Olympics give new exposure to biathlon

You might have reached for your remote when biathlon came on the TV coverage of the 2018 Winter Olympics in Pyeongchang, South Korea. Jesserin Tang reached for her notepad.

For the 18-year-old Port Coquitlam woman, the Olympic biathlon competition presented a rare opportunity to watch and learn from the sport’s best athletes; it’s not like we have Biathlon Night in Canada on television every Saturday.

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Tang has been part of a program to introduce and foster the sport to air cadets for three of the five years she’s been a member of the Royal Canadian Air Cadets 777 Neptune squadron in Port Coquitlam.

Recently, Tang and another member of the squadron, 13-year-old Athena Cai, joined more than 80 other athletes at a provincial competition at Mt. Washington in Comox in hopes of achieving a spot on the BC national cadet biathlon team that will travel to Charlottetown, PEI, for the national cadet championship March 5-10. They finished fifth.

Tang said she joined the biathlon program because she wanted to learn how to ski for free. Biathlon combines the disciplines of cross-country skiing with marksmanship as athletes have to pause several times around a kilometres-long course to fire a rifle at targets on a range. Competitors race against the clock or each other and each missed target means added time or skiing a 150m penalty loop.

Tang said the sport is a fun way to test her capabilities she’s developed as part of the squadron’s range team for five years, and her fitness and emerging skills as a skier. But it’s far from easy.

“I didn’t expect it to be so hard,” she said. “You get tired when you’re skiing and you have to control your breathing when you reach the range.”

Tang’s coach, Lawrence Goh, said top biathletes are able to focus and slow their heartbeat after the physical exertion of skiing.

“You need a lot of time to learn that skill.”

Goh, who’s been guiding the biathlon program at RCAC 777 squadron for five years, said the sport is a natural fit for one of the aims of cadets — to promote physical fitness in youth aged 12-18 as they develop skills that might interest them in the sea, land and air activities of the Canadian Armed Forces.

But practising a sport in the temperate Lower Mainland that requires a good ground covering of snow in proximity to a shooting range comes with its own challenges. Goh’s team skis at Cypress Mountain and hones their shooting skills at the Port Coquitlam & District Hunting and Fishing Club. The two aspects are only able to come together on ventures to the Whistler Olympic Park.

In the meantime, Goh has his team work on their strength and endurance by running laps around Percy Perry Stadium’s track.

“You need stamina,” he said.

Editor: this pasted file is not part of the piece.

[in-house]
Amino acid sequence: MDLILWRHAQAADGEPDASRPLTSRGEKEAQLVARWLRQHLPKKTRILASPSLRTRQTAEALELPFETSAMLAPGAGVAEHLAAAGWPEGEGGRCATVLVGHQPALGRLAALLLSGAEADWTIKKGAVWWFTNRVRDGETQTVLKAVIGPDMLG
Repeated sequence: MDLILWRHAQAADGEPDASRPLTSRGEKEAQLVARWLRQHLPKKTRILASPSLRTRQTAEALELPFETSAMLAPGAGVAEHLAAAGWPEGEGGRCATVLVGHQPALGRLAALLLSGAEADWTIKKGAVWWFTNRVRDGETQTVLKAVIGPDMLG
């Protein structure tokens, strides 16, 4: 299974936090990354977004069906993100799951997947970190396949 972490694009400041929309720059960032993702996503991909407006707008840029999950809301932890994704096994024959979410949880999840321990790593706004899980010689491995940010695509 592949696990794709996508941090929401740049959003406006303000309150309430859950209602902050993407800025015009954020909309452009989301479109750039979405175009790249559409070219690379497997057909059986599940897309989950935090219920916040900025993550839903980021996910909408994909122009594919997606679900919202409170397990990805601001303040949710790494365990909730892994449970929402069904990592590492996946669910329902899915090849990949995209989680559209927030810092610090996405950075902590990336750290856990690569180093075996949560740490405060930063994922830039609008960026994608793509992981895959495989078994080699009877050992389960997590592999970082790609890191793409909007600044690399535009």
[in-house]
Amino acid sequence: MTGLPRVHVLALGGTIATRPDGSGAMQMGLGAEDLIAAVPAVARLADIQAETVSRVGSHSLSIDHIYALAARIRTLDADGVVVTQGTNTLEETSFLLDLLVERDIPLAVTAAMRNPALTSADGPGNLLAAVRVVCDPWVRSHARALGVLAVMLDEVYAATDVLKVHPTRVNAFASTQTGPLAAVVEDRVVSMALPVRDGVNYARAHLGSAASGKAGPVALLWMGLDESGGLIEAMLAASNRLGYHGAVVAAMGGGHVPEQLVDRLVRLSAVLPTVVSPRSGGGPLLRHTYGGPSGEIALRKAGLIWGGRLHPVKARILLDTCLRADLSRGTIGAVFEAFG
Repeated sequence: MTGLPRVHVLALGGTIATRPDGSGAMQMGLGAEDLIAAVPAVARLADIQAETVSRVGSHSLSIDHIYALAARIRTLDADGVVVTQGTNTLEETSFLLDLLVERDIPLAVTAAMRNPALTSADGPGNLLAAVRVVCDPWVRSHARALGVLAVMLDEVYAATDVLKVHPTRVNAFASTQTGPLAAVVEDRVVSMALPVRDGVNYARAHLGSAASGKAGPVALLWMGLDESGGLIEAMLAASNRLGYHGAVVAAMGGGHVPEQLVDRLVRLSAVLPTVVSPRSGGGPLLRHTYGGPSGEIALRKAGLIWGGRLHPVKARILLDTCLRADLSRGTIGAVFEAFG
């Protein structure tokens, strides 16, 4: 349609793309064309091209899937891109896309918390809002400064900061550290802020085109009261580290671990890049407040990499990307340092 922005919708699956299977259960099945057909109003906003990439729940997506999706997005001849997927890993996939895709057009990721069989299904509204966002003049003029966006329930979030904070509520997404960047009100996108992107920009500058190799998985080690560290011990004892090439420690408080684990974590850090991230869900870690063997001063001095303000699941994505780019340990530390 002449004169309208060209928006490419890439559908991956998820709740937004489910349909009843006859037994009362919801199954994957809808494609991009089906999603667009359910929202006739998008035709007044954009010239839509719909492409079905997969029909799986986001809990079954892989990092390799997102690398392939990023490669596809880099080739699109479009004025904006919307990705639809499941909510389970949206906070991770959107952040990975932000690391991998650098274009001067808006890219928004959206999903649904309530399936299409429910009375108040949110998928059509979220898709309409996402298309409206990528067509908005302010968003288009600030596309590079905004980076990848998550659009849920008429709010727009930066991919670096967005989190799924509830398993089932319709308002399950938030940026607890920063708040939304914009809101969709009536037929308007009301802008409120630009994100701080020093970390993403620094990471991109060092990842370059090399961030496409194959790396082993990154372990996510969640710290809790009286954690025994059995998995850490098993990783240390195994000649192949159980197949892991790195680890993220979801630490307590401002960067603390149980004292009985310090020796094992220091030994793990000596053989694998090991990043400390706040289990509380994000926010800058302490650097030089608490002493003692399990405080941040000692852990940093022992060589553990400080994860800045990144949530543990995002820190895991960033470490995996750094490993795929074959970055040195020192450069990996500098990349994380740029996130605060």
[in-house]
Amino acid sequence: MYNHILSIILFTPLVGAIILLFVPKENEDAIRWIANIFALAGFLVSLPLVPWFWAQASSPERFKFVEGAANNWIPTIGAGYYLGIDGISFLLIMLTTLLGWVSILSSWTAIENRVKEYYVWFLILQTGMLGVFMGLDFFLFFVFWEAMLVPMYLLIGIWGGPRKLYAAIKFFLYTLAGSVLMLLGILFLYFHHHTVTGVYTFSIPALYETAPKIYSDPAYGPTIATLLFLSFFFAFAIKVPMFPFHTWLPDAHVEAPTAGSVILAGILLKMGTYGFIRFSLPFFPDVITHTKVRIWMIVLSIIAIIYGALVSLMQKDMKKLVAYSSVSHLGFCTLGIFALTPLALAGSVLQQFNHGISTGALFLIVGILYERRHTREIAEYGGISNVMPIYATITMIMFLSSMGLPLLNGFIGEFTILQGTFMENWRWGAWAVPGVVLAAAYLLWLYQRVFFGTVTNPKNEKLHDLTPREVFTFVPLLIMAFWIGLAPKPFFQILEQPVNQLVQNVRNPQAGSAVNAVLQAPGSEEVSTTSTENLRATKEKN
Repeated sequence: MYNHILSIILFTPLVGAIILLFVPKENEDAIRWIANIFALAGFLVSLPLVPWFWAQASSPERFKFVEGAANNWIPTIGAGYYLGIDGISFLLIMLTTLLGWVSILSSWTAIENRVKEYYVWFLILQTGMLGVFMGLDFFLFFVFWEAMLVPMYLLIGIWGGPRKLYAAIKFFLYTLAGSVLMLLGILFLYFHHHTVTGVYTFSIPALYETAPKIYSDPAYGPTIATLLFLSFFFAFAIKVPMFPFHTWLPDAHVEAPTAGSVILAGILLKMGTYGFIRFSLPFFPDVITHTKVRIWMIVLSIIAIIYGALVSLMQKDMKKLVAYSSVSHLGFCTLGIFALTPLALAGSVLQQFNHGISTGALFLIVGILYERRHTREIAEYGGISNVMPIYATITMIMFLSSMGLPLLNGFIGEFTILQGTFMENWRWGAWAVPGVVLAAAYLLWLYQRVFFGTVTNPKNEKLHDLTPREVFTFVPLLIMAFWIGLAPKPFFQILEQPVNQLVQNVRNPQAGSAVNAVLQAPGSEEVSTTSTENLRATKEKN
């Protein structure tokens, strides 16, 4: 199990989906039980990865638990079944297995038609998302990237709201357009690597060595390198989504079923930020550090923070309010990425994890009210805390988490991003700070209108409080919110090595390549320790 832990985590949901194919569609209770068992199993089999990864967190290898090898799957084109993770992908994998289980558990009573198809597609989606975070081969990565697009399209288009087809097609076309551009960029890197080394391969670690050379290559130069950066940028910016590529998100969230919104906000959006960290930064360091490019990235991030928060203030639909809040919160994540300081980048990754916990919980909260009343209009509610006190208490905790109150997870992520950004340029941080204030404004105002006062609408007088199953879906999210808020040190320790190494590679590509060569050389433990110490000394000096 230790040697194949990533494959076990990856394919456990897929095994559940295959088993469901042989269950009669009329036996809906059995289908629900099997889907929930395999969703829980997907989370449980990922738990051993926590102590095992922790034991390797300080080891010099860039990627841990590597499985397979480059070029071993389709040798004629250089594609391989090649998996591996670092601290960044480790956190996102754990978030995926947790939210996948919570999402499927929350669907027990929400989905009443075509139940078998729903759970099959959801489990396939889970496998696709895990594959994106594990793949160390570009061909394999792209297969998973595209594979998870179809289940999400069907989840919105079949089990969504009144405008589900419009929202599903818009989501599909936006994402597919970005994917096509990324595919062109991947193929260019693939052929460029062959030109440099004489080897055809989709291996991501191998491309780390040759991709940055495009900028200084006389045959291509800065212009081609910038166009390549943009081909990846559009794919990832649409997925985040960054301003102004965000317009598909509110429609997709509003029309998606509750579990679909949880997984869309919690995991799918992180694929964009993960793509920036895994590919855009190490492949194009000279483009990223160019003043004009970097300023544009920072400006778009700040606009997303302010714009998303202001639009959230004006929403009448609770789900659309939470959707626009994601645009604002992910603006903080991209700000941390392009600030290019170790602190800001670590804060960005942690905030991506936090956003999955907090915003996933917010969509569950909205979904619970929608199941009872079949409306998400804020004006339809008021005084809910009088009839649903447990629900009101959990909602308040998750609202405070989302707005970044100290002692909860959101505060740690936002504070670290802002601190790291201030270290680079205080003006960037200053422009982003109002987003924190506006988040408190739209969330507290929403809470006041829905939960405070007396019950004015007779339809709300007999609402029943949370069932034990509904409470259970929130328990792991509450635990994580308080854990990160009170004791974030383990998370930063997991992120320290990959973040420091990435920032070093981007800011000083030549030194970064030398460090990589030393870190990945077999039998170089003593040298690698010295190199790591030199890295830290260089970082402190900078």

Tang admits she’s a long way from reaching the level of biathletes competing at the Winter Olympics. But being able to watch them on TV has at least given her an idea of how much she has to learn.

“I actually understand it a bit more and have a whole new appreciation for the sport,” she said.

Goh hopes the exposure that comes from the Games will attract newcomers to biathlon. Or at least reduce the glazed looks he gets when he tries to recruit cadets to his program.

“We have to explain what biathlon is to them,” he said.

A biathlon primer

So you want to be a biathlete?

Here’s what you might want to know about the sport that traces its roots to military skiing contests in Norway in the 1700’s but didn’t have a recognized world championship until 1958. Two years later it was included in the Olympics for men, but women weren’t allowed to compete until the 1992 Games in Albertville, France.

• Individual international races are 20 km (15 km for women) that are skied over five laps. Competitors pause at the range between each of those laps to shoot four times at targets 50 metres away. The targets have a 45mm diameter when the competitors are shooting from the prone position (lying on their belly) and 115mm when shooting from a standing position. Competitors must hit all 20 targets in 20 shots and each miss is penalized by adding extra time to their finish.

• Sprint races are 10 km for men and 7.5 km for women, skied over three laps with two pauses at the range where competitors must hit all 10 targets with their total of 10 shots. Each missed target means they have to ski a 150-metre penalty lap.

• There are also pursuit, relay and mass start races with their own variations of distance and shooting rules.

• Biathletes can ski using classic cross-country or the free (skate-style) techniques.

• The small-bore .22 calibre bolt-action rifle athletes use on the range must weigh at least 3.5 kg. It must be carried by the skier on their back.

• Canada’s Myriam Bédard is the only North American biathlete to win an Olympic gold medal. She won gold in the 15 km individual women’s race, and 7.5 km women’s sprint at the 1994 games in Lillehammer, Norway. She also won a bronze in the 15 km individual event at the 1992 games in Albertville, France.

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